The minister makes two quick swipes of his finger across my forehead and I hear the first somber words of Lent, a reminder of the crushing cost of the Fall. I am mortal I’m told destined to become the same dust from which I came, though I hardly need the reminder. The previous year had done that in abundance.
I was home, though far from the place I now call my home. There is a comfort in the familiar woodwork and smell of the old German parish called Emanuel, but the comfort is fleeting. I look for a familiar face and see none. Those I knew here have gone on to other parishes and a few are no longer “here” at all. No I needed no reminder of our fleeting time on earth.
The imposition was done in the old familiar way, kneeling and with no sense of hurry. Once the service was ended, there was no recessional as is the custom in Lent. There were no Alleluias either, though it did not yet occur to me I would not hear the word again for some time. I walk out into the cold Ohio night with a fresh snow on the ground and go off to see my father.
The drive to see him is a brief one as he is but a few miles from the parish. The visit too was brief. And all of this is a reminder our time on Earth is brief. The Preacher is right I think; “all is a vanity.” We chase after all too fleeting things in an all too brief life. We say we are a people of good news, but where is the good news? What good news can Lenten people have?
Far away, though not too far away, in Chicago, the children of another Immanuel have packed away their Alleluias in a box. They made these with crayons each in his or her own writing on separate sheets of paper. This was their proclamation and they had strung it over the ceiling of the sanctuary, but now their words have come down and like me, their foreheads have been covered in ash to remind even these littlest disciples of the inevitability of the end of life. Where is the good news in this?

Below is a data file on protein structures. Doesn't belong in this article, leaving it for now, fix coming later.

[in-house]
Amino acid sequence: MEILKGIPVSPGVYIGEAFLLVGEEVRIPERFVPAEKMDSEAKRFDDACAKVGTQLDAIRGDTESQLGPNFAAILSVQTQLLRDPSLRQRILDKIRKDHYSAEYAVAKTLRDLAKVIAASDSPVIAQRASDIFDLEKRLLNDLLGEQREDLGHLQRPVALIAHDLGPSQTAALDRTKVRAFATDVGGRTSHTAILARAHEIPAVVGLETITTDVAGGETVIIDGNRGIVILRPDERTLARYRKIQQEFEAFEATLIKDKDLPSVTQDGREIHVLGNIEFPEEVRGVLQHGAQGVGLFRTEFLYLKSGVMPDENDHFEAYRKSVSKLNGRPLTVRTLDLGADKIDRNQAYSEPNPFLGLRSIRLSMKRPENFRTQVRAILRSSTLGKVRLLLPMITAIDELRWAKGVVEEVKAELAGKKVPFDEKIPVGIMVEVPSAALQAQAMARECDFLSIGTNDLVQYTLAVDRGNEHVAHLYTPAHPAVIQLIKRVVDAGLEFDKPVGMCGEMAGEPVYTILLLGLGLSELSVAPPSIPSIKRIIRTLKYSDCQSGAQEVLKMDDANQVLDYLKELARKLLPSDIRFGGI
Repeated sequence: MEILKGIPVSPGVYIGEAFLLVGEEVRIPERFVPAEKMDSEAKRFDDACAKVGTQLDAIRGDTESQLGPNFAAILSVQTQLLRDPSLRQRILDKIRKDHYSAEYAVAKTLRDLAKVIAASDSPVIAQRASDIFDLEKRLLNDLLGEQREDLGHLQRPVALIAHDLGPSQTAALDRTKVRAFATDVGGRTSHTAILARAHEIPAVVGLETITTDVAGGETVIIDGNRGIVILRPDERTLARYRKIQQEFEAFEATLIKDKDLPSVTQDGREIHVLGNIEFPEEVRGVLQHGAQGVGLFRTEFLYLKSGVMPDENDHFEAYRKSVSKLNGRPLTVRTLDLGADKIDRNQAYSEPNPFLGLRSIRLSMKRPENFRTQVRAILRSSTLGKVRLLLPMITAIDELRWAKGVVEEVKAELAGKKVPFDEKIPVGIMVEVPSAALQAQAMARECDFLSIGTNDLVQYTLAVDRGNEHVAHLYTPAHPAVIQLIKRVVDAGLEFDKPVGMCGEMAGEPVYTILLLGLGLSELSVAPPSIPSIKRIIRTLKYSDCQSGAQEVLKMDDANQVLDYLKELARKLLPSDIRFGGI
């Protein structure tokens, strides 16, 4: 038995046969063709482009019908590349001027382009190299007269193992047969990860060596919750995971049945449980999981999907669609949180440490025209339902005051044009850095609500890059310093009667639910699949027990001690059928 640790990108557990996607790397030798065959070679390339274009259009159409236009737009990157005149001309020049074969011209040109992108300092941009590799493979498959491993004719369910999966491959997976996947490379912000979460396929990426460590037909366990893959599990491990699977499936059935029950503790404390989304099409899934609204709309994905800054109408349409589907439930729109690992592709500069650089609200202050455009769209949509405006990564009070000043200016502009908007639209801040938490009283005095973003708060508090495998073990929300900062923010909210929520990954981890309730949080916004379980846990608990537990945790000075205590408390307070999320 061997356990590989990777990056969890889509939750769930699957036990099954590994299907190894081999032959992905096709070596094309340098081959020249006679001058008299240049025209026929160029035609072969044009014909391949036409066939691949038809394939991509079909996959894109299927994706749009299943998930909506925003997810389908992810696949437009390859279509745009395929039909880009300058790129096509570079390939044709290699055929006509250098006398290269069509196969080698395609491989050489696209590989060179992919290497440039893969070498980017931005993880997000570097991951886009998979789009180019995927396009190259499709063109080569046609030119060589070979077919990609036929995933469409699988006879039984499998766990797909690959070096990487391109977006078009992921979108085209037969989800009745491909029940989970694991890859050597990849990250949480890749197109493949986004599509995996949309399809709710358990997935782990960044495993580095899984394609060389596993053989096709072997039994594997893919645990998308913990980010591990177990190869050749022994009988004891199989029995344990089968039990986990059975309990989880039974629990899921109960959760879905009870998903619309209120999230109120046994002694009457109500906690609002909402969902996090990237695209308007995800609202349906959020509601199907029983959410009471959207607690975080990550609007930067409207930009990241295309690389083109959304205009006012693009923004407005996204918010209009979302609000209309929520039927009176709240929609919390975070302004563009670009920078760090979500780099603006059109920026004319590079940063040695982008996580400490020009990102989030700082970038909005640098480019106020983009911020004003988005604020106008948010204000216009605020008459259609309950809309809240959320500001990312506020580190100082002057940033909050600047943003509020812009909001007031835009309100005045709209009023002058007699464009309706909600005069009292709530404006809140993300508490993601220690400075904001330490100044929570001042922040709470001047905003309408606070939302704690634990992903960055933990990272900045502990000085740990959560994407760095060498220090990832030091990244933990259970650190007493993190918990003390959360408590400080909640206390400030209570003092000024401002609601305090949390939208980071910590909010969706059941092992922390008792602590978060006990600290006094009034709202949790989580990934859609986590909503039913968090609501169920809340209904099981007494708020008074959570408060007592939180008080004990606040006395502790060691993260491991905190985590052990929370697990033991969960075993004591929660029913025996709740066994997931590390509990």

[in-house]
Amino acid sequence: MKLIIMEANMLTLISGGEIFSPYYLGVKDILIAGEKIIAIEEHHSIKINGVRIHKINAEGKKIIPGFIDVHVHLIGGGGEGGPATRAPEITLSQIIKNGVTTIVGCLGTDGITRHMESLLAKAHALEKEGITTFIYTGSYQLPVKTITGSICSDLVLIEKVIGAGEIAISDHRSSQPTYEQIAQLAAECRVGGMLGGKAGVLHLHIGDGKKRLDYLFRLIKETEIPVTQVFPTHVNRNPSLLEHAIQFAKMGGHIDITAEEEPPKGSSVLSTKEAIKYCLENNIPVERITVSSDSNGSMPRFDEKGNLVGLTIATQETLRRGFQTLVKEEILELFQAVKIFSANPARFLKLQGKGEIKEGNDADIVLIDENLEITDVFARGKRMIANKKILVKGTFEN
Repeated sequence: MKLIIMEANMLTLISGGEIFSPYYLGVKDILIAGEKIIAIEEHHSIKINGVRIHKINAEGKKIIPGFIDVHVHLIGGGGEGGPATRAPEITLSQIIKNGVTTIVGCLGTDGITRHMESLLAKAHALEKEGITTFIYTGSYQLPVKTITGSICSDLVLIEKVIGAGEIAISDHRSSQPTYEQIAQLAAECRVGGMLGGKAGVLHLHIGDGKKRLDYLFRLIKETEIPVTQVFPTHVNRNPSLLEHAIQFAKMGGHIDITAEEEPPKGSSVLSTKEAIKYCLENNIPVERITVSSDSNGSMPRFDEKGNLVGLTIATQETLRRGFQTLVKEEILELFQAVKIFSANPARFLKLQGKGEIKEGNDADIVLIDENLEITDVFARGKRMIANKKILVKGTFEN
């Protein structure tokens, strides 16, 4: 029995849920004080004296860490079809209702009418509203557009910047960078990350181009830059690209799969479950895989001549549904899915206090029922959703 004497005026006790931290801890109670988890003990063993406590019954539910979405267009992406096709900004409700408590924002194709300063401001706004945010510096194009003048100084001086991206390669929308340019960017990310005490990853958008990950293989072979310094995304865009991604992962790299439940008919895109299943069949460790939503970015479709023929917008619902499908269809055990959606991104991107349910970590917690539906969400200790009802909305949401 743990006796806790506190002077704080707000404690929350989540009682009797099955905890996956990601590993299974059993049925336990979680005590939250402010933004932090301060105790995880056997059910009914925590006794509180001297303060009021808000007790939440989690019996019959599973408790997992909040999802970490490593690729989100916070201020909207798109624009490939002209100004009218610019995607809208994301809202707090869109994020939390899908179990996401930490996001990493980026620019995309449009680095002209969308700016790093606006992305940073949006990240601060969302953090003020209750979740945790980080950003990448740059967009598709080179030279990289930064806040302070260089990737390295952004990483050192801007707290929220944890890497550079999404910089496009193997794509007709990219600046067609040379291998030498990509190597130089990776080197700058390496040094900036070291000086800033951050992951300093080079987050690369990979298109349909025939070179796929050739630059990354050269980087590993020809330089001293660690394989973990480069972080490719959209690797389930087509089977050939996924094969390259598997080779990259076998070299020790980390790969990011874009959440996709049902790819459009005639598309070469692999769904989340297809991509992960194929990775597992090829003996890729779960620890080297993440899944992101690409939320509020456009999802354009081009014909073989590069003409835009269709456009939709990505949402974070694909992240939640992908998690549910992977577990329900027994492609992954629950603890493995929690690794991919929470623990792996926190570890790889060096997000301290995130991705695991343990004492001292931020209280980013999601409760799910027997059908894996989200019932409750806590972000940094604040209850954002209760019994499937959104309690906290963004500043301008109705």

However, there is good news. The snow coating the ground of Marion Ohio promises to be brief and everyday there is a minute more sunlight. We are Lenten people and we leave our sanctuaries with no songs, though it does not mean there is not a song to sing, even if we are not permitted to sing it now. And this too is the way of life. We know too much the ways of disease and warfare, hunger and hurt. But these things are like the snow of Ohio and the nightfall of winter. The snow melts and the night recedes and all that gives us harm and even death itself leads us not to lose hope for we know death will be swallowed up by death and Lenten people will become an Easter people as assuredly as our brief time here becomes time eternal.